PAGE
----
A young man who sustained a severe brain injury at birth has been awarded damages likely to be in excess of £5 million.
The Royal Courts of Justice approved the case of David Fawdrey, 21, of Plumpton Green, who suffered the injury at the
time of his birth in 1991 at Basildon Hospital in Essex.
Mr Fawdrey was delivered by emergency caesarean section after CTG traces showed evidence of persistent and severe foetal distress.
However, the decision came too late after the midwifery team or obstetric team failed to monitor his mother as closely and regularly as they should have done.
This resulted in Mr Fawdrey, the son of Richard and Sioban Fawdrey, suffering a period of hypoxia-ischaemia which caused him permanent brain damage.
Consequently, he was diagnosed with cerebral palsy, epilepsy, learning difficulties and impaired vision.
Proceedings were brought against East of England Strategic Health Authority, claiming that the management of his mother’s labour was negligent and that this was the cause of his brain injury. Court proceedings were issued in March 2011.
Liability was contested but the defendant health authority subsequently agreed to a 70/30 compromise so that Mr Fawdrey would receive 70 per cent of the damages due to him and judgment was entered for him on this basis with those damages to be assessed.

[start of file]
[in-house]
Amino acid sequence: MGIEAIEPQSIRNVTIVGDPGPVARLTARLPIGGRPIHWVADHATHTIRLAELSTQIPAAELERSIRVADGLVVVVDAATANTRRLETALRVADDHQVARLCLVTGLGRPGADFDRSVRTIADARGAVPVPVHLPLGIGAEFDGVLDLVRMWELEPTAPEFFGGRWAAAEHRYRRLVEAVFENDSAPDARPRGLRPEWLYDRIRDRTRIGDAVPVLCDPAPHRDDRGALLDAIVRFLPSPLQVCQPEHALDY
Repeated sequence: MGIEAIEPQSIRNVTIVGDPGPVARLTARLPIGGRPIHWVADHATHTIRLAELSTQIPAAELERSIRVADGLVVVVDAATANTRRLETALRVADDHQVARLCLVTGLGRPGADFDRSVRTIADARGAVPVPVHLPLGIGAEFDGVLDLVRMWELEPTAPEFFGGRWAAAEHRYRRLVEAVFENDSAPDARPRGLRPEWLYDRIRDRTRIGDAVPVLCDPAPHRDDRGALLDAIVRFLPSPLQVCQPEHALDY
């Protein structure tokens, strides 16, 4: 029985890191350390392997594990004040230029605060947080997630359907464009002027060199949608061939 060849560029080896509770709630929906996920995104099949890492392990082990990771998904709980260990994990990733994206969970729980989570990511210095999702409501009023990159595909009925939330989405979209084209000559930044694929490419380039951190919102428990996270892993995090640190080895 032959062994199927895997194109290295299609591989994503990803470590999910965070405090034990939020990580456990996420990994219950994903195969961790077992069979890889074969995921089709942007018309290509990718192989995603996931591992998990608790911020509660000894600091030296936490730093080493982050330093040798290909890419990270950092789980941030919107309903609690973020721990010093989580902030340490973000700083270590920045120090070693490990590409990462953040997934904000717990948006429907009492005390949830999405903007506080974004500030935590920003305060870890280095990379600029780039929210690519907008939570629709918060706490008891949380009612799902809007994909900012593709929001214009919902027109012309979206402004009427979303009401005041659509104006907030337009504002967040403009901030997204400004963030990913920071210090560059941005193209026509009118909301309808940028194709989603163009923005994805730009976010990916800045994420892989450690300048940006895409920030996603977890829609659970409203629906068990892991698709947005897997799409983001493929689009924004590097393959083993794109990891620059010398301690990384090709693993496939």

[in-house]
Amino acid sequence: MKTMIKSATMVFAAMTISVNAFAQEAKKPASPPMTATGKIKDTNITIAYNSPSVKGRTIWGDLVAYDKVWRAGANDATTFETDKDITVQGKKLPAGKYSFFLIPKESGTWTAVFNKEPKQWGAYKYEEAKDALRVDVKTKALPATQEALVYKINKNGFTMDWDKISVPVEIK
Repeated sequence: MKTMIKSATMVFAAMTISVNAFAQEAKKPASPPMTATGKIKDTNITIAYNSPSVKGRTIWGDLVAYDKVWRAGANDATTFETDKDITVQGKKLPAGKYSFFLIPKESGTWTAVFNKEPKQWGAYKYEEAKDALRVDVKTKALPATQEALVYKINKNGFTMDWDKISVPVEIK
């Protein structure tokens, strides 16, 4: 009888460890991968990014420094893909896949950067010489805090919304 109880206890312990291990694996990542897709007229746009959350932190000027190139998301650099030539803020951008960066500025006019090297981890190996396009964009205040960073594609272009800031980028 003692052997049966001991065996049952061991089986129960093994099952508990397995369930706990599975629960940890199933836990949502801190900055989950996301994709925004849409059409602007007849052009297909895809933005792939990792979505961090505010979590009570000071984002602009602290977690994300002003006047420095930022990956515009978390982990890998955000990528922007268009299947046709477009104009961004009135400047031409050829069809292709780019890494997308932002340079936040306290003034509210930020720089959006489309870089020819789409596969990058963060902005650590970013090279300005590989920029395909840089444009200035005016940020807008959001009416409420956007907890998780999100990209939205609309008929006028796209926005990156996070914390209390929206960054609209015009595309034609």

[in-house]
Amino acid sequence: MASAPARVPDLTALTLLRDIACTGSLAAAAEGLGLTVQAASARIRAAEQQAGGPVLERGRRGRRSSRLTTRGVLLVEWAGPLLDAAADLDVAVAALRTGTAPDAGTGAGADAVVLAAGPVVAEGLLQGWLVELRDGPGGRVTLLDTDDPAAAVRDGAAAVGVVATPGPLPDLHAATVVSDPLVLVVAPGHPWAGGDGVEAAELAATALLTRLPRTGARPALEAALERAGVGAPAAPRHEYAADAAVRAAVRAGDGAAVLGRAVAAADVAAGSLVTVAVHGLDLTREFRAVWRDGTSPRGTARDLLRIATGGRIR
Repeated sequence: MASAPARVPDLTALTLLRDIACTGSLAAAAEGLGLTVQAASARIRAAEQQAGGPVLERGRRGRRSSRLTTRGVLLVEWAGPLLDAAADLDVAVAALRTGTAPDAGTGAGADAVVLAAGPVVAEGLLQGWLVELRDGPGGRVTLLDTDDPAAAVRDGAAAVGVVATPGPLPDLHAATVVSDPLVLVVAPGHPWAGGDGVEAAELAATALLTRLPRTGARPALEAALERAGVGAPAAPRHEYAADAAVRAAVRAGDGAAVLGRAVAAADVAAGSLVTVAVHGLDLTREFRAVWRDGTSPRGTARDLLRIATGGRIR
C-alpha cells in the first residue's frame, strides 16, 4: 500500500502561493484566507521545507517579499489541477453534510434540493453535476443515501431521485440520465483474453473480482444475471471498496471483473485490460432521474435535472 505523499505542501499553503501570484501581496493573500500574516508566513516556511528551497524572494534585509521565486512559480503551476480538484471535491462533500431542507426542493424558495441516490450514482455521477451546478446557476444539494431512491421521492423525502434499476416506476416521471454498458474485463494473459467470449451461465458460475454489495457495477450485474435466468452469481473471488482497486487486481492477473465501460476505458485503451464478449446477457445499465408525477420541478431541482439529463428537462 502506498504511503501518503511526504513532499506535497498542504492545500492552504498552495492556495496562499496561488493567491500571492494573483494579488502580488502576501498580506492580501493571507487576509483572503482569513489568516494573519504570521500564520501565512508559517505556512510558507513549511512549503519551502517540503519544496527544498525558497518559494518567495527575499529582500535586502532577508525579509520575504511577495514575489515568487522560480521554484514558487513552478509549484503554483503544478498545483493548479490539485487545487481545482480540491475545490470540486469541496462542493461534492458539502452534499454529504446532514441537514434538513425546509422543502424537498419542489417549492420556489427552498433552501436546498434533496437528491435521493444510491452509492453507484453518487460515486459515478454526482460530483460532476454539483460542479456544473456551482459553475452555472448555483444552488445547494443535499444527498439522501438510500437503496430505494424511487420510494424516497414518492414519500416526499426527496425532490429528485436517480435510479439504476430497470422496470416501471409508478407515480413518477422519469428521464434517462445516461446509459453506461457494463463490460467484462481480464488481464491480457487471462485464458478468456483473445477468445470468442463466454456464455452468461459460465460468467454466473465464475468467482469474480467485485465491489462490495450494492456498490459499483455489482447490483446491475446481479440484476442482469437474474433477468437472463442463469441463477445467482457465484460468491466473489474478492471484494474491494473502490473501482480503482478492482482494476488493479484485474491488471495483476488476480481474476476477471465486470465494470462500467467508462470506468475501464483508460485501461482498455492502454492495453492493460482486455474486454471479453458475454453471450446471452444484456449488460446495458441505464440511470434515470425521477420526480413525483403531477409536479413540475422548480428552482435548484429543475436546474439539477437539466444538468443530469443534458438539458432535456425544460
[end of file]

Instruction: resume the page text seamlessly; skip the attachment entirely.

A full assessment of all Mr Fawdrey’s financial losses, treatment and care needs was carried out and agreement was reached between the parties in May as to appropriate settlement of the claim, with this agreement being subject to court approval.
The settlement is significant and comprises a lump sum and annual periodical payments to meet Mr Fawdrey’s ongoing care and case management needs.
Alison Johnson, an associate in the clinical negligence team at Penningtons Solicitors LLP, acted on Mr Fawdrey’s behalf, said: “Although no amount of money will ever make up for the injuries that David has suffered and the tremendous impact it has had on his family, I hope that the settlement achieved in this case will ensure that he has the care and therapies that he needs to maximise his potential within the context of his significant disabilities.
“I also hope that it will allow his parents some much needed respite whilst they enjoy seeing David flourish with as much independence as he can manage.”
Martin Spencer QC and Clare Price, both of Hailsham Chambers, were counsel for the claimant.